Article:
Growing up in the late 70s and early 80s, there was plenty of scifi going on. Star Trek had been around for years, of course. UFO seemed a bit more relatable, but still definitely “out there”. Star Wars‘ entrance had changed the whole picture, especially as it related to special effects. Battlestar Galactica came along, and carried the ball down the field for the genre each week on television.
Yet of all the shows from that era that I watched, I think the one that my youthful mind thought could actually happen was Space 1999.
While the basic premise – the moon being blown out of Earth’s orbit – was a little far-fetched (OK, a lot far-fetched), it was simply a plot device to enable the rest of the story to happen. The actual people and things in the show were very believable. A look through school books of that time, and from a few years prior, pointed to a future that might very well look like the show.
I had no problem in the mid-70’s accepting that by the turn of the century – when I would be an “old man” in his early 30s – that we’d be wearing one piece jumpsuits with a big “V” on the front, flying in hover cars, and regularly going to the moon. Mars would be in the first stages of colonization, and mankind would be on its way to a new era of space exploration.
All of that wasn’t just a fantasy notion brought about by media. I’d submit that the media was driven by an expectation based on the breathtaking pace of technological development. In 30 years the US had gone from a military that still used biplanes to landing on the moon. Why would anyone expect the next 30 years to be any different?
Space 1999, for me, fit right in that notion. While I loved the other franchises of the time, it seemed within grasp of reality. The clothes and look of the environment seemed to fit where popular media said we were heading. A science colony on the moon didn’t seem a bit of a stretch. Even the look of the ships fit.
The Spaceship Aesthetic
While I always loved the characters and storylines of those scifi properties, let’s face it – the big draw was the spaceships. Whether it be Star Trek’s Enterprise, UFO’s Interceptors, or Star Wars’ X-Wing Fighters, the rule of cool generally prevailed. It had to look great, fly fast, and shoot down the bad guys in no time at all.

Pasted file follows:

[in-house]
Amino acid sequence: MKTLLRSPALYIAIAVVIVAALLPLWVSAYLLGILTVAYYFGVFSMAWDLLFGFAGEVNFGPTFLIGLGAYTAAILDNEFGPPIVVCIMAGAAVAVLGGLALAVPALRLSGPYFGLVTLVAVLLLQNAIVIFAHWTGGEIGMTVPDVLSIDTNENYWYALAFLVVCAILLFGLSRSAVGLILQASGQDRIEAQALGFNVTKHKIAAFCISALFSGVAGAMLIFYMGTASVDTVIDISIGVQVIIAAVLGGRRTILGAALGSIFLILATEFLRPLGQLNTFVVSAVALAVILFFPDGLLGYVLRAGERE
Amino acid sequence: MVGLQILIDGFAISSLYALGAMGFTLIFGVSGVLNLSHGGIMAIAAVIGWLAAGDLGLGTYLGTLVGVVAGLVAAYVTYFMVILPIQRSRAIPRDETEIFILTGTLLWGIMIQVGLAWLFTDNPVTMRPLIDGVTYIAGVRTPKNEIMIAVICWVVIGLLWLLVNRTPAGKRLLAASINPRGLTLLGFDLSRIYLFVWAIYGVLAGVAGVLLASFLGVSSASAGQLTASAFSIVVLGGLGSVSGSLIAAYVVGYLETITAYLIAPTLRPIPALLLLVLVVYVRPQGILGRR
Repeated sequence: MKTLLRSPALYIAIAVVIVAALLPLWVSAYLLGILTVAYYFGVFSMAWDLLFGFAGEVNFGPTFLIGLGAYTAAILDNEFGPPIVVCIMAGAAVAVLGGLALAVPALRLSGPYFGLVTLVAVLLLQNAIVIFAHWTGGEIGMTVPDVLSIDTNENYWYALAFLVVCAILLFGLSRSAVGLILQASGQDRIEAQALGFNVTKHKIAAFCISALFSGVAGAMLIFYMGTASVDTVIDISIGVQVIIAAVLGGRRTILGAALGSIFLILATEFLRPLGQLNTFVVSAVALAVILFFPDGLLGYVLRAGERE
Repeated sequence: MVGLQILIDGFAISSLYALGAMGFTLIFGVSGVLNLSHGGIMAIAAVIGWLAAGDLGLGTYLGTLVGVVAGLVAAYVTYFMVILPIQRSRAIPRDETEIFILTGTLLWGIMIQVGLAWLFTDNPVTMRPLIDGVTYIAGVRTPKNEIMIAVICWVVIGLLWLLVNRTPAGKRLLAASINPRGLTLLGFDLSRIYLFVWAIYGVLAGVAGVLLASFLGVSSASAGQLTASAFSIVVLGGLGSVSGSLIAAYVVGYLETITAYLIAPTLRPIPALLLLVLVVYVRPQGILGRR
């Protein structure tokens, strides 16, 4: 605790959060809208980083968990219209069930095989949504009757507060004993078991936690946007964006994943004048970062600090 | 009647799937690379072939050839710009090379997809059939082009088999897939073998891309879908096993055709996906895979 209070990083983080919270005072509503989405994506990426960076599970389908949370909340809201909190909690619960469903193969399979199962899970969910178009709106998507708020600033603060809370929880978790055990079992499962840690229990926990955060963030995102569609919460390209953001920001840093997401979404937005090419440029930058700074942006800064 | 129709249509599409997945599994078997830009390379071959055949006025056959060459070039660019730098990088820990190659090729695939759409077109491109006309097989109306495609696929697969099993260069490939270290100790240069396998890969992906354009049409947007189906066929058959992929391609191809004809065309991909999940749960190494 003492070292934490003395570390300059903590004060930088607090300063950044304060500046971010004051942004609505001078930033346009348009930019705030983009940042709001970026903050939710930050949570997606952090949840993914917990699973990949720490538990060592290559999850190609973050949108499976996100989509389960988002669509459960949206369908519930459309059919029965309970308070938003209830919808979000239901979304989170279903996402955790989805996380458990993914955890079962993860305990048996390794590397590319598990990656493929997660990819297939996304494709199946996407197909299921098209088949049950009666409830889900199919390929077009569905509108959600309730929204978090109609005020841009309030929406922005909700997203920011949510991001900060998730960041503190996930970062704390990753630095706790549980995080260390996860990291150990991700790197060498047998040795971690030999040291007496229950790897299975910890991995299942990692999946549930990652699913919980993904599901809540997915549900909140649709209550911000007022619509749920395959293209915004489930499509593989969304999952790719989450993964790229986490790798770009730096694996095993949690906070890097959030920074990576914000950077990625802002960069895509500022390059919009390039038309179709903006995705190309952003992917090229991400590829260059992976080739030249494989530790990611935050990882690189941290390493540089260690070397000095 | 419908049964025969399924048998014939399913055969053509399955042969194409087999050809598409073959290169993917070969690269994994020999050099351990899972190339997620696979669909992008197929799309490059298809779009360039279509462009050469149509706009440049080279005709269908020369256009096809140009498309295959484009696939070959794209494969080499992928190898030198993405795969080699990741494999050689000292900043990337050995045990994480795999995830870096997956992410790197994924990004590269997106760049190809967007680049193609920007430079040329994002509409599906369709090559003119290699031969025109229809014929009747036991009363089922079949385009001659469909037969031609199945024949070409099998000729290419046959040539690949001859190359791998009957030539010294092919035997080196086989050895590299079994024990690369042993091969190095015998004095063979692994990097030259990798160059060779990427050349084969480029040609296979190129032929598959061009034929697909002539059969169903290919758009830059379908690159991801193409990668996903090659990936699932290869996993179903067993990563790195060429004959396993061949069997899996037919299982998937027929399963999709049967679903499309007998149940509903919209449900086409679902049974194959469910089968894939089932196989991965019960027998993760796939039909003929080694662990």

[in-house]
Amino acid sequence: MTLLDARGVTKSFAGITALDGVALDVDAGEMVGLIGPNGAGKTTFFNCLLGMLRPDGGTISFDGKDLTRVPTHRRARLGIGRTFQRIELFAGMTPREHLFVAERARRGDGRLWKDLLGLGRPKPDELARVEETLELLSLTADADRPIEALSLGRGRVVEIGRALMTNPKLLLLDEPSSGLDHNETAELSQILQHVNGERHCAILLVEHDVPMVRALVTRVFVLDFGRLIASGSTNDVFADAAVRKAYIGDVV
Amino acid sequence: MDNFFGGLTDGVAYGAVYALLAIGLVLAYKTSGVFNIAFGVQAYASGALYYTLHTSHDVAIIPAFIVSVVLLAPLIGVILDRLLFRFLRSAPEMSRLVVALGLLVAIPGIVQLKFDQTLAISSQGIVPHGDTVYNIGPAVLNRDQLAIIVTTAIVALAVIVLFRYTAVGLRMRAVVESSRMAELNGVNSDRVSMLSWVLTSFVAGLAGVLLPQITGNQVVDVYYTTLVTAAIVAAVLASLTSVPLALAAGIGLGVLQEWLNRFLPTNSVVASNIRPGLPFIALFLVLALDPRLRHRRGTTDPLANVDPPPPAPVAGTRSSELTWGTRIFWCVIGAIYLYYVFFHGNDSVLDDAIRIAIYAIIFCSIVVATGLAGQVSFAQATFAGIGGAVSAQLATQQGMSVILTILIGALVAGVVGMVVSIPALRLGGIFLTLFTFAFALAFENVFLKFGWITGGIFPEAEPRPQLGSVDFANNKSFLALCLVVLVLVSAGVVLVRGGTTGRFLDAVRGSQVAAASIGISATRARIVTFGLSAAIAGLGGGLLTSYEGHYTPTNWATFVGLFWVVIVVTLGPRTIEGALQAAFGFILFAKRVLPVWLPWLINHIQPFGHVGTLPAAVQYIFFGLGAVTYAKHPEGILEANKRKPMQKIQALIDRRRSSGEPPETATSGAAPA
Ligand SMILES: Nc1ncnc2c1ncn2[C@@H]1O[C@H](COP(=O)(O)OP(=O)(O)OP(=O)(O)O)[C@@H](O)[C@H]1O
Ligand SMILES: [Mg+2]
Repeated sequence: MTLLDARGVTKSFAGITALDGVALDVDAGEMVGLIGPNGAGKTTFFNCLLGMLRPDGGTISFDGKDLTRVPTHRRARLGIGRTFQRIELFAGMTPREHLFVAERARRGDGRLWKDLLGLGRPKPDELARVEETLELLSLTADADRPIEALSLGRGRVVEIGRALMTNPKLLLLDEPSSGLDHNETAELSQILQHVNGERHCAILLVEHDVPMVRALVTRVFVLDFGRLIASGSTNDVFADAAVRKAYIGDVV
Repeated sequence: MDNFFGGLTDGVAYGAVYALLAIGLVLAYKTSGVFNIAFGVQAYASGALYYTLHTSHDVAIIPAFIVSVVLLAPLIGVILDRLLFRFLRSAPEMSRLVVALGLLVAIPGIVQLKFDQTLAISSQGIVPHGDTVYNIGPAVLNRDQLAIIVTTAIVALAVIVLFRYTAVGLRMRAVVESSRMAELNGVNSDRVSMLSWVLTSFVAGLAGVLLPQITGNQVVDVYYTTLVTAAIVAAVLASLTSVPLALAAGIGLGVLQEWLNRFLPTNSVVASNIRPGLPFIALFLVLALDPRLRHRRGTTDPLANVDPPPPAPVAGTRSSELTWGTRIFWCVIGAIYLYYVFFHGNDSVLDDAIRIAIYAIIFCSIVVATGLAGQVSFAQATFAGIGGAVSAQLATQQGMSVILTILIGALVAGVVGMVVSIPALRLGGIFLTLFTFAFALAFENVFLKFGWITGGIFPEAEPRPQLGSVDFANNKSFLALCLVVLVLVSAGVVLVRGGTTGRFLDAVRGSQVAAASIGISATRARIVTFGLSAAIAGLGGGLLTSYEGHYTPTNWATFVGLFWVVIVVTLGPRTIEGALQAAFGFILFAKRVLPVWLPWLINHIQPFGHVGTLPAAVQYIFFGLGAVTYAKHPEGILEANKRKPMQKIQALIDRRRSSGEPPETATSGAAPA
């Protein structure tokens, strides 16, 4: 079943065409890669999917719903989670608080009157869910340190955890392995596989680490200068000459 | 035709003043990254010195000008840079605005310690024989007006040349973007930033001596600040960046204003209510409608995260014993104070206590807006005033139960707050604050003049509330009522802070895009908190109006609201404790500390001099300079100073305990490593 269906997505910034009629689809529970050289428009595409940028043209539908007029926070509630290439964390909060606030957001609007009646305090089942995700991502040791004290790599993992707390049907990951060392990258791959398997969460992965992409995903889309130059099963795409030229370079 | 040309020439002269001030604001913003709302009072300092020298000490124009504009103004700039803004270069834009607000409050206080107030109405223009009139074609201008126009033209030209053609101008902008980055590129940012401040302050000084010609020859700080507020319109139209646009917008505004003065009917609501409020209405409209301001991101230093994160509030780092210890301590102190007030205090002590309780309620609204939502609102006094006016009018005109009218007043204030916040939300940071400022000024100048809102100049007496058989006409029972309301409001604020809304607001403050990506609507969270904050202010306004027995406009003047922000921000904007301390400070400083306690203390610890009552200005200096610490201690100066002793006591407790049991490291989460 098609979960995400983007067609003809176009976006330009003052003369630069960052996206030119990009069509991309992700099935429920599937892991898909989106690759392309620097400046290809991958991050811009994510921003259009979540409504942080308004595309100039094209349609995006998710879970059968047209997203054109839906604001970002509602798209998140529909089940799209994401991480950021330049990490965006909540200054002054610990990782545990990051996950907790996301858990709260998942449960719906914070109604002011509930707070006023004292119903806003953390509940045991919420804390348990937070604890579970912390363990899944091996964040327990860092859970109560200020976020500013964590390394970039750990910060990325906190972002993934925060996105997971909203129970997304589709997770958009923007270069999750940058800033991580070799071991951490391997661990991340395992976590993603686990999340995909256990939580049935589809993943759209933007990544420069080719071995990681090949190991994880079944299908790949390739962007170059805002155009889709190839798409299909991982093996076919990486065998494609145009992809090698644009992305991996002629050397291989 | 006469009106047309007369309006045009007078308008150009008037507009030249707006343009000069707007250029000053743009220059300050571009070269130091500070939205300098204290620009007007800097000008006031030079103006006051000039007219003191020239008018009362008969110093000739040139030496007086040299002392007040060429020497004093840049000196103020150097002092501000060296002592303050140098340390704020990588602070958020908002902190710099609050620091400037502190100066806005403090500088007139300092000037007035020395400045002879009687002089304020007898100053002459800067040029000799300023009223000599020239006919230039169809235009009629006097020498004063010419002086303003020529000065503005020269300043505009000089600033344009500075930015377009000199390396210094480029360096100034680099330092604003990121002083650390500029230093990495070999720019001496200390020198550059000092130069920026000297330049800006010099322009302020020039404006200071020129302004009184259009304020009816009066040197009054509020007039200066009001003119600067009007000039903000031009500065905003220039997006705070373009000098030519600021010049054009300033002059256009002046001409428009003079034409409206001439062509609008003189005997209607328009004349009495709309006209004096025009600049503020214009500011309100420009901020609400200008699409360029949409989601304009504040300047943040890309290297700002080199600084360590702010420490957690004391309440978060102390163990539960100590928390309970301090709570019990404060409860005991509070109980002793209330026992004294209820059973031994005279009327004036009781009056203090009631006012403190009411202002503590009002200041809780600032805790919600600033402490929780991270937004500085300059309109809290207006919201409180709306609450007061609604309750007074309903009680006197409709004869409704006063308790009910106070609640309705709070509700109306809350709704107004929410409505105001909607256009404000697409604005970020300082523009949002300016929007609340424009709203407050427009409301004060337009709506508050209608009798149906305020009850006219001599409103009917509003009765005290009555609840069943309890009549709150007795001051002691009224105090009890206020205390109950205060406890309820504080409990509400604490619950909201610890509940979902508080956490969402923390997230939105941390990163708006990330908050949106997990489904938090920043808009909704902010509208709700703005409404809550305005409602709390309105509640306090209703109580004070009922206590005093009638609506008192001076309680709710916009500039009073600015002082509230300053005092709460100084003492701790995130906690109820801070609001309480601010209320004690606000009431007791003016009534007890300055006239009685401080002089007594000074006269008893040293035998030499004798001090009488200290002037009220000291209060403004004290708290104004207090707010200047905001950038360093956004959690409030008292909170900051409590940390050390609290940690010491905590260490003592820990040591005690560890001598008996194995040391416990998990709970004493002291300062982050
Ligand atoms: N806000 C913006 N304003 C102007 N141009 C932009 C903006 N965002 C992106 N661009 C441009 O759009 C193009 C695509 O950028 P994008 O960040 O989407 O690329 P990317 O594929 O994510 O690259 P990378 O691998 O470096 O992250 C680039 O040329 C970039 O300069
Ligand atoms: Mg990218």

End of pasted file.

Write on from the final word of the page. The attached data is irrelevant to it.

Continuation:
Space 1999 took a different route. The primary vehicle used on the show, the Eagle transport, seemed almost dull in comparison to those others. An awkward froward crew area, a truck-like body covered in an exoskeleton, giants pods for landing gear mounts, and those large, exposed fuel tanks terminating in very pedestrian rocket thrusters. No impressive weapons, or shields, or jumps to light speed. It was like a Ford F-150 truck to everyone else’s’ Camaro, Firebird, and Corvette.
Yet that very “mundaneness” was what I think made it so believable. The Eagle looked like something NASA might come up with. Rather than looking like a futuristic space fighter, the look of a practical, utilitarian space vehicle was perfectly captured. While there was nothing exciting about it, I could really imagine that this was what 1999 might look like.
A Fighter Version
In one of the episodes, called War Games, a variant of the Eagle transport appeared. The Hawk Mk. IX had been conceived as an anti-UFO fighter, to be deployed from a Hawk fighter base on the moon. I won’t bore you (or spoil it) with the how and why the Moonbase Alpha folks encountered it as they flew through space. Suffice to say, they encountered more than a few of the Hawks, all gunning for the show’s heroes.
MPC did a nice job of capturing the look of the Hawk. Though a bit small in 1/72 scale, the kit’s surface is very detailed, with very delicate separate parts that capture the familiar exoskeleton of the show’s “birds”. Unlike the Eagle transport in the same scale, the various grid work pieces aren’t cast in, which definitely improves the look of things.